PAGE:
Ok have to bring this home, but one quick shout-out to Andrew Horowitz’s Disciplined Investor podcast (NOT sponsored), because that is where I first came across Ben. He was describing a financial concept using the work of Eadweard Muybridge. Mind. Blown.

  10. Avatar for Tanya Tanya says:

    Just to be clear, I was going to subscribe regardless – but the bonus made it much easier to choose the annual subscription.

  11. Avatar for bhunt bhunt says:

    Thank you, Tanya, and delighted to have you in the Pack.

    You’re right about Andrew Horowitz’s podcast … it’s top-notch, and I’ve always enjoyed my time there. Time for another go, Andrew?

  12. Avatar for Tanya Tanya says:

    I recommended it to him!

  13. Avatar for bhunt bhunt says:

    Taken as such, Robert! Thanks.

  14. As a kid and again more recently I read the Foundation series and was also taken by the idea of psychohistory - I think calling the publishing house Second Foundation Partners is an inspired choice.

    There were two other ideas that came out of those books - the impact of geography (specifically the center vs the periphery) and technology (particularly the distribution of the diffusion of technology as it impacts on the evolution of the overall picture). Along with narratives + abstractions + metagames + estimates (the NAME factors as a proxy for psychohistory) is there a place in the thinking and discussion for how geography and technology as broad concepts can influence the evolution of the overall picture we are seeing? Or is this out of scope from the discussion?

    Finally the idea of process is a good one - being part of a conversation (a good example of one kind of process) - is heartening and I look forward to making my own small contribution to that conversation with you all. Thank you for making this space possible.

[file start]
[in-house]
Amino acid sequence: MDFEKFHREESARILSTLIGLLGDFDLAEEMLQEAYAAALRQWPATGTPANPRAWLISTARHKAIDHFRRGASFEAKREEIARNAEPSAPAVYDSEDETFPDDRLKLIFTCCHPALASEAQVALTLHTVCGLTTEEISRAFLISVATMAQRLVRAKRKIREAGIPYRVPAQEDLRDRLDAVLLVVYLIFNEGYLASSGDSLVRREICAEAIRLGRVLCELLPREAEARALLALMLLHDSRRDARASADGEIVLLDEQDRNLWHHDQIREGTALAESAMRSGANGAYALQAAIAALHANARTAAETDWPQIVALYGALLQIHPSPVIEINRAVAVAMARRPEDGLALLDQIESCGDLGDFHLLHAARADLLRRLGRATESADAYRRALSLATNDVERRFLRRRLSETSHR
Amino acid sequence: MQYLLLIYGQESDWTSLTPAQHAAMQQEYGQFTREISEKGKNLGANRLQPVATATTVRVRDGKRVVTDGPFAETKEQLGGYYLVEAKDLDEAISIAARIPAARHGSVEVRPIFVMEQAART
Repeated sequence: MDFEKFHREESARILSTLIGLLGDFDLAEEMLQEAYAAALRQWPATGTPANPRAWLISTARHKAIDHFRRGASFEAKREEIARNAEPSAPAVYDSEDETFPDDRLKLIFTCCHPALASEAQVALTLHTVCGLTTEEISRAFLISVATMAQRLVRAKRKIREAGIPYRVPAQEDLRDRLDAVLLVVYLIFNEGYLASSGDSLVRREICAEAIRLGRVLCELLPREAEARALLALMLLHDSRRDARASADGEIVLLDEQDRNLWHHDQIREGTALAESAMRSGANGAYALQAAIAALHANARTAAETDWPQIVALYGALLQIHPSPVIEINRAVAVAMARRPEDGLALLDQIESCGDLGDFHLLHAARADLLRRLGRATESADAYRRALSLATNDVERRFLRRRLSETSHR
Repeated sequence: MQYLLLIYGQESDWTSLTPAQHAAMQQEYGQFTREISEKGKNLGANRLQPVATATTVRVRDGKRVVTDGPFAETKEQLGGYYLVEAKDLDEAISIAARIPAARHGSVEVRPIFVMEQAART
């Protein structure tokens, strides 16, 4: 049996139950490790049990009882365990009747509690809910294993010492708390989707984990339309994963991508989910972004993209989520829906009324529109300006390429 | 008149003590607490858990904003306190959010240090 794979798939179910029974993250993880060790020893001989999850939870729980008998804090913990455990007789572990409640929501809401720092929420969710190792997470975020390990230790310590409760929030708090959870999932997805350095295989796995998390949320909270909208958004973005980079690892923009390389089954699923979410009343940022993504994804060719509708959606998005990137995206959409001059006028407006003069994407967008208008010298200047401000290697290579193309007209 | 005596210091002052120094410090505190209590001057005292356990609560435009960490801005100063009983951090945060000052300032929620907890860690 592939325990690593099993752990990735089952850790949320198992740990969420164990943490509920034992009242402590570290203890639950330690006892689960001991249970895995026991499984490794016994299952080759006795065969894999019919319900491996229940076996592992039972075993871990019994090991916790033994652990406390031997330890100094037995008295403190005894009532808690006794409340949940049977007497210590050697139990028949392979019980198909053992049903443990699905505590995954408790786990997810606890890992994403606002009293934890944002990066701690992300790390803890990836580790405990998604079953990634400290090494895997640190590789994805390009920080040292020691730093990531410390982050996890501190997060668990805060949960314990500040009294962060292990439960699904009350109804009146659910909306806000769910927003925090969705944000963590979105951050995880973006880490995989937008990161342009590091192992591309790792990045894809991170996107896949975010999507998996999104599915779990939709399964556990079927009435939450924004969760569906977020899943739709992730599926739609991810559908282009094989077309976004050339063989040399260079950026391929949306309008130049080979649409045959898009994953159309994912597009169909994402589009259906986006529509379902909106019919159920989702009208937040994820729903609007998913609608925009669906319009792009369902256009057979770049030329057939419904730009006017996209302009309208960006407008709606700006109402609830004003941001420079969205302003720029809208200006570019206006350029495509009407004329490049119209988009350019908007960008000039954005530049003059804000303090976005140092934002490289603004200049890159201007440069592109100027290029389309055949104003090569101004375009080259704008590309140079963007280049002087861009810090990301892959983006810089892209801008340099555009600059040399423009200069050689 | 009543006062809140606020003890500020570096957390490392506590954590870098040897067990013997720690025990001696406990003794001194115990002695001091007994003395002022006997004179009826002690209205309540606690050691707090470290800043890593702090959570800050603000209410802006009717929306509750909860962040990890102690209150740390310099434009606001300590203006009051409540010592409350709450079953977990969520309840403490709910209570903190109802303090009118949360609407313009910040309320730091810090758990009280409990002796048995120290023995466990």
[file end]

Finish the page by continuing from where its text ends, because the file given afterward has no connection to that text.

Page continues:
Cordially from Sydney Australia

  15. Avatar for bhunt bhunt says:

    The roles of geography and technology are not out of place here at all, Russell, and I’m really glad you’ve raised them! Both will be at the core of my next big note … what-to-do in politics … especially geography, which gets so much less attention than technology.

    The teaser on this is that there’s a reason that St. Augustine, who was the keenest eye in history for how to think about a declining empire, was known for centuries as St. Augustine of Hippo. It makes a difference - a BIG difference - that he’s watching Rome decline from his perch in North Africa. Much more to come on this. Thanks again for raising the topic, Russell.

  16. Avatar for ianfvr ianfvr says:

    Just joined up w/ the Premium subscription and catching up on your notes. I was thinking about indebtedness and identity and how those of us who haven’t made it yet, like you have, pay the bills; it reminds of the movie Gladiator - an obscure part of the movie is when Maximus asks his servant “Do you find it hard to do your duty?” to which the servant answers, “Sometimes, I do what want to do, the rest of the time, I do what I have to.” I sacrifice what I think is right all the time; but it’s because I blew my savings on prior (ad)ventures I tried - it’s fine but I am “captured” again, back in corporate life;l it’s nothing unethical but I do go along with things that are irksome yet it pays me and I can easily pay the $200 for your subscription - the hope being I am moving ahead long-term towards more and more freedom, autonomy,…liberation; which is why I find it interesting that there’s prohibitions against “debt” in Islamic religion, though I don’t know the whole religious underpinning, but it makes sense - right? Freedom and debt are seemingly obviously at odds yet debt is so prevalent and some benefit from it’s broader and broader use - and I work for a consumer company, we make more money this year if people over extend and buy more than they should; in my race to more autonomy it would sure help if some others gave up some - I don’t know we are all so interdependent; my wife and I just sat down and tried to plan out our finances next 10 years and specifically to save a lot more going forward, too bad for the high end coffee shops, real vision think tank, the apparel companies we love, the wine shop downstairs… if credit/debt isn’t growing on the whole, aren’t we all just either losing or hoarding?